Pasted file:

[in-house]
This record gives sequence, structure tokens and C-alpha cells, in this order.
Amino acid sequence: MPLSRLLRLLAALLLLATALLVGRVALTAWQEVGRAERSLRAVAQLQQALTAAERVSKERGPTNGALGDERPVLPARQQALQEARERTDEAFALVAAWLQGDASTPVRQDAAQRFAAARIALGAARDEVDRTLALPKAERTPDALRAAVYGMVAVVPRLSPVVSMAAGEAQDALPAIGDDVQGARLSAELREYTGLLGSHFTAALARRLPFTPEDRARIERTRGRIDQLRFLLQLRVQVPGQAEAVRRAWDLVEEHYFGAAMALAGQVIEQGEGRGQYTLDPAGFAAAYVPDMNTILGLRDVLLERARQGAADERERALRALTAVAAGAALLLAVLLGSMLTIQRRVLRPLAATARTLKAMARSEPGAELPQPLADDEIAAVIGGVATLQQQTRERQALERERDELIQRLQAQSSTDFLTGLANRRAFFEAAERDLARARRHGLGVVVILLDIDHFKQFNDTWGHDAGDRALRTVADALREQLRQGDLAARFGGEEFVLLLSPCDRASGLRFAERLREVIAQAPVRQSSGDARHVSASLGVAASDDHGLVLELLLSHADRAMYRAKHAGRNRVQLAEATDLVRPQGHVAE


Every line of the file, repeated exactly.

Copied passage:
[in-house]
This record gives sequence, structure tokens and C-alpha cells, in this order.
Amino acid sequence: MPLSRLLRLLAALLLLATALLVGRVALTAWQEVGRAERSLRAVAQLQQALTAAERVSKERGPTNGALGDERPVLPARQQALQEARERTDEAFALVAAWLQGDASTPVRQDAAQRFAAARIALGAARDEVDRTLALPKAERTPDALRAAVYGMVAVVPRLSPVVSMAAGEAQDALPAIGDDVQGARLSAELREYTGLLGSHFTAALARRLPFTPEDRARIERTRGRIDQLRFLLQLRVQVPGQAEAVRRAWDLVEEHYFGAAMALAGQVIEQGEGRGQYTLDPAGFAAAYVPDMNTILGLRDVLLERARQGAADERERALRALTAVAAGAALLLAVLLGSMLTIQRRVLRPLAATARTLKAMARSEPGAELPQPLADDEIAAVIGGVATLQQQTRERQALERERDELIQRLQAQSSTDFLTGLANRRAFFEAAERDLARARRHGLGVVVILLDIDHFKQFNDTWGHDAGDRALRTVADALREQLRQGDLAARFGGEEFVLLLSPCDRASGLRFAERLREVIAQAPVRQSSGDARHVSASLGVAASDDHGLVLELLLSHADRAMYRAKHAGRNRVQLAEATDLVRPQGHVAE